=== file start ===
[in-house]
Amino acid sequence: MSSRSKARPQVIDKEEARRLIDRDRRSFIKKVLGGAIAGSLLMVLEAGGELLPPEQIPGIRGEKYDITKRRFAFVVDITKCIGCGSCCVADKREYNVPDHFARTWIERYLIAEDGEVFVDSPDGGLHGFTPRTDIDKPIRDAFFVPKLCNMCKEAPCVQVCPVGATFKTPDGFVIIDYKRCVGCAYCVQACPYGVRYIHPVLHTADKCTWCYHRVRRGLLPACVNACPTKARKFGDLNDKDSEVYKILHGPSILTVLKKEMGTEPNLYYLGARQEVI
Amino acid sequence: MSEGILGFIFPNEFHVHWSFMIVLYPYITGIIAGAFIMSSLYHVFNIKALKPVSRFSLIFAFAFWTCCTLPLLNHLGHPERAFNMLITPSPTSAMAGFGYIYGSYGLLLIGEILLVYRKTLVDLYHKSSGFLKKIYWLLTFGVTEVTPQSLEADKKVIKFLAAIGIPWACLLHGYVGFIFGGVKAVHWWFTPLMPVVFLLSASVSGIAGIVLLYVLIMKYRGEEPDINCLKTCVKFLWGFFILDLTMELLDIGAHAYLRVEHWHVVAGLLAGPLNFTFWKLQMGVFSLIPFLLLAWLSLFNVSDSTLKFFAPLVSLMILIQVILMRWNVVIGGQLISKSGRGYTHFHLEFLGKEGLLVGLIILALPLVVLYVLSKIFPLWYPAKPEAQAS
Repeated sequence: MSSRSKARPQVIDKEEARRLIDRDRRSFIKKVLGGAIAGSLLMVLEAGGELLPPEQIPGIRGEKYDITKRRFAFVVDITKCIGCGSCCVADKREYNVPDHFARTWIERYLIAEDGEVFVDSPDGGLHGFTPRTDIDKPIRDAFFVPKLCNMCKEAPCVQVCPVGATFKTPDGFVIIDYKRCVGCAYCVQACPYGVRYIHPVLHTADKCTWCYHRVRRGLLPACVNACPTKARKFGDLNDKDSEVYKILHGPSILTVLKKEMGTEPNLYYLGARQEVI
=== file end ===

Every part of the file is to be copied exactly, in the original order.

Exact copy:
[in-house]
Amino acid sequence: MSSRSKARPQVIDKEEARRLIDRDRRSFIKKVLGGAIAGSLLMVLEAGGELLPPEQIPGIRGEKYDITKRRFAFVVDITKCIGCGSCCVADKREYNVPDHFARTWIERYLIAEDGEVFVDSPDGGLHGFTPRTDIDKPIRDAFFVPKLCNMCKEAPCVQVCPVGATFKTPDGFVIIDYKRCVGCAYCVQACPYGVRYIHPVLHTADKCTWCYHRVRRGLLPACVNACPTKARKFGDLNDKDSEVYKILHGPSILTVLKKEMGTEPNLYYLGARQEVI
Amino acid sequence: MSEGILGFIFPNEFHVHWSFMIVLYPYITGIIAGAFIMSSLYHVFNIKALKPVSRFSLIFAFAFWTCCTLPLLNHLGHPERAFNMLITPSPTSAMAGFGYIYGSYGLLLIGEILLVYRKTLVDLYHKSSGFLKKIYWLLTFGVTEVTPQSLEADKKVIKFLAAIGIPWACLLHGYVGFIFGGVKAVHWWFTPLMPVVFLLSASVSGIAGIVLLYVLIMKYRGEEPDINCLKTCVKFLWGFFILDLTMELLDIGAHAYLRVEHWHVVAGLLAGPLNFTFWKLQMGVFSLIPFLLLAWLSLFNVSDSTLKFFAPLVSLMILIQVILMRWNVVIGGQLISKSGRGYTHFHLEFLGKEGLLVGLIILALPLVVLYVLSKIFPLWYPAKPEAQAS
Repeated sequence: MSSRSKARPQVIDKEEARRLIDRDRRSFIKKVLGGAIAGSLLMVLEAGGELLPPEQIPGIRGEKYDITKRRFAFVVDITKCIGCGSCCVADKREYNVPDHFARTWIERYLIAEDGEVFVDSPDGGLHGFTPRTDIDKPIRDAFFVPKLCNMCKEAPCVQVCPVGATFKTPDGFVIIDYKRCVGCAYCVQACPYGVRYIHPVLHTADKCTWCYHRVRRGLLPACVNACPTKARKFGDLNDKDSEVYKILHGPSILTVLKKEMGTEPNLYYLGARQEVI